Nick, one of the few ferals still outside at this point, became ill so we took him inside and nursed him. He had lymphoma and left us in 2006. Nick's gift to us was his eternal goofiness and love of play. Manny, Mamacita's son, followed him a few months into 2007 after a vet badly handled a urinary blockage. He was only two years old. This was getting harder to lose so many but we did have a few years of health and longevity.
My main man Joey left us for the Bridge in 2012 suffering from cancer. He was the one cat welcome committee to all newcomers. He was a gentle boy who loved everyone. Everything was a wonderfully fun to him. He left us his zest for life.
Yoko was the quiet one and her favorite was my husband. She was our Buddha cat - doing everything very slowly, methodically and focused. She ate deliberately, savoring and chewing every bite. She even made biscuits slowly, with her eyes closed in a blissed out state of contentment. We lost her to oral cancer in December of 2013. Being with her, taught us patience - to sit, and not rush around, to be still and savor each moment.
Lily was another loss that was almost too hard to bear. She was our mother figure - giving birth to all the white cats before we could trap her. Even while living in the house with us she was forever caring for us - sitting with us when we were not well, ever on the alert to noises and the goings on of the other cats. We lost her at age ten to oral cancer in April of 2015. Her gift was her love and caring.
My sweet Ivy left this world suddenly on July 27, 2015 at age 17 after throwing a blood clot in her hind leg. I still hear her funny quack and look for her in the TV console, expecting her to be napping on the receiver snug and warm. She was funny, silly and loved to play. Everything about her was comical. She left a big hole in our hearts. Her gift was the laughter and smiles she brought to us all.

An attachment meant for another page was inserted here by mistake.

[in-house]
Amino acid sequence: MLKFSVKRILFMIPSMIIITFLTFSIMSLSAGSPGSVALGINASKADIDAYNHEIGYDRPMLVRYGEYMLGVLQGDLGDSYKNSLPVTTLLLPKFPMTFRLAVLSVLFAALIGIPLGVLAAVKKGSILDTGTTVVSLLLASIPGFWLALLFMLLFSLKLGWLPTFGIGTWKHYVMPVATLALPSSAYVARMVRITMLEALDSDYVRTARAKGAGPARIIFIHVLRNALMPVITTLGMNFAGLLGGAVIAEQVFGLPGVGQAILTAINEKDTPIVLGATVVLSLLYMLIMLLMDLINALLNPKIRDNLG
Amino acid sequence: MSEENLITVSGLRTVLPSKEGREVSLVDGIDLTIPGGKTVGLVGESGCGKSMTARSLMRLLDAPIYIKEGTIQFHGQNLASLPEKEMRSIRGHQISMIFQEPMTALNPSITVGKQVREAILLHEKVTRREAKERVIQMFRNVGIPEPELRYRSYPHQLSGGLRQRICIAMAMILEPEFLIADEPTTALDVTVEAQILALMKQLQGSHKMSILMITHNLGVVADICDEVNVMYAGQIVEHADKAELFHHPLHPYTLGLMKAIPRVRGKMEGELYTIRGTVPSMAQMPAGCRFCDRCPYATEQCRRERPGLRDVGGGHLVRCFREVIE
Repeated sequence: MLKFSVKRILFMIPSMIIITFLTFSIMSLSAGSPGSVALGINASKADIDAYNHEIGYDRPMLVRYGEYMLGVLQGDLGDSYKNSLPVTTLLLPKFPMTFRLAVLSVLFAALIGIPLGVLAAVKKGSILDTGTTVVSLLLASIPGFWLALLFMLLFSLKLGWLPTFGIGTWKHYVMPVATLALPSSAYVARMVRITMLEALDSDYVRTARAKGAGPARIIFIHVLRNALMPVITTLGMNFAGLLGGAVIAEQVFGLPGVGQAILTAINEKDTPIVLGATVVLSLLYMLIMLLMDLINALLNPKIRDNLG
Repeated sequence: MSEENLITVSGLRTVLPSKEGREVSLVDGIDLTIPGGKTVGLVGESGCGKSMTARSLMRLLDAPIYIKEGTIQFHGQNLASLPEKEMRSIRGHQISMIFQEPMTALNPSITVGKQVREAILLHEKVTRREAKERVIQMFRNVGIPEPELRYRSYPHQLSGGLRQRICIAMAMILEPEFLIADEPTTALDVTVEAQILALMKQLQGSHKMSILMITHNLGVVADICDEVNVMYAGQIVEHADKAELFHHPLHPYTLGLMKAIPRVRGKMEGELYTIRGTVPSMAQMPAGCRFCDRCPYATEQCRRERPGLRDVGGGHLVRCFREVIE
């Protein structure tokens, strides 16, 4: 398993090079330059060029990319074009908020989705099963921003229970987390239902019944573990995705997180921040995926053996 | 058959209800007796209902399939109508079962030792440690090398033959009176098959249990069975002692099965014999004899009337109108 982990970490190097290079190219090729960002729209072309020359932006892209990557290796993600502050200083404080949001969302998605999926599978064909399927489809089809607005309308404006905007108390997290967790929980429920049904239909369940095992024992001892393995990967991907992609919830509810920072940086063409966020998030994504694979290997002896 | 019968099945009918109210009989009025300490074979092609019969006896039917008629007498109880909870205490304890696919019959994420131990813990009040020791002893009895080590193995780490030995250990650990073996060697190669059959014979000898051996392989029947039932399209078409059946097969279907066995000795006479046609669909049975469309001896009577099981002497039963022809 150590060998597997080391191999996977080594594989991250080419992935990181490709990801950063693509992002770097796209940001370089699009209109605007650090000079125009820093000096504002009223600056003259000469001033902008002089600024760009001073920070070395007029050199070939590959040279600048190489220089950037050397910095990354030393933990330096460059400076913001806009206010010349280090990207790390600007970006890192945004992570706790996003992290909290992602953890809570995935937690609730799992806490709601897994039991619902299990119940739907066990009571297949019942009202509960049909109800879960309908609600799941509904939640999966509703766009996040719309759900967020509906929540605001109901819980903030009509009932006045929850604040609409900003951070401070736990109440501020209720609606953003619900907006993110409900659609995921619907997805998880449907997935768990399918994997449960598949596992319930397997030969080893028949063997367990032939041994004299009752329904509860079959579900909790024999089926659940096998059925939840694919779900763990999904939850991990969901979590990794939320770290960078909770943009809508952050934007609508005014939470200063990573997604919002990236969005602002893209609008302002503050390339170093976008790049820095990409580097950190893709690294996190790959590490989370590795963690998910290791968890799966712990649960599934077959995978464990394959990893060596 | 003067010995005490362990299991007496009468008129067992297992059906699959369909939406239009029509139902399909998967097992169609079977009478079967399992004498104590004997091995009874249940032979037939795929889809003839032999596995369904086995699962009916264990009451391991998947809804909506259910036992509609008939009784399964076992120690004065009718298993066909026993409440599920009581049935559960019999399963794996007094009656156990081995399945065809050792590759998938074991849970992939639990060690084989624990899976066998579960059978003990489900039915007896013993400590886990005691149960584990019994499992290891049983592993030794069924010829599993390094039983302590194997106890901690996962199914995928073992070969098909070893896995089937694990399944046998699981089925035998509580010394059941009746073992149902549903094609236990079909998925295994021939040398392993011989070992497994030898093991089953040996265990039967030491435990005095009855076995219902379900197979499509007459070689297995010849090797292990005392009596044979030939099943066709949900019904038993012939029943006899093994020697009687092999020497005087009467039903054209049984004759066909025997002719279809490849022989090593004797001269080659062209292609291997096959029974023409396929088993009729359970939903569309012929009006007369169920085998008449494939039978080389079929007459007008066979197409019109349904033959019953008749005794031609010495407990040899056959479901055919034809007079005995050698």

Shortly after Ivy left us, Minnie was diagnosed with late stage renal failure and succumbed in October 2015. She was a curious intelligent and mischievous cat, always getting into something. She loved boxes or any tiny space she could get into for that matter. . She loved to play and did everything with such abandon. Minnie gave us the gift of living in the now, this moment to the fullest. She was chock full of joie de vivre and it spilled over into our lives
In November of 2015 I heard a knock on my door. It was a neighbor asking me if I had seen her cat Jack. He vanished without a trace and has not been seen since. Even though he was not our cat, he spent so many days in our yard with us, entertaining us, hunting and being his silly self. Jack, as a cat, did swagger through a fun, exciting, adventure filled life. I often feel his spirit with me as I hike his woods. He left us his love of adventure.
And finally, our Georgie, age eight, was the last to go to the Rainbow Bridge in December 2015 from complications from hepatic lipidosis. She had developed diabetes in late fall of 2014. The vets treating her were never able to find the correct insulin dose to keep her stable. She was in the hospital more than out for the year she lived after the diagnosis. Even with all this turmoil in her life Georgie's gift to us was her patience, sweetness and trusting nature. She calmly let me do all the diabetic procedures to her without a fuss. Her vets loved her for always letting them do their job. She was like water, bending and flowing with life's daily movements, always unflappable, unperturbed.
We miss you all dear ones and know that you will be there at the Rainbow Bridge to greet us when we arrive. Until then, we will see you in our dreams.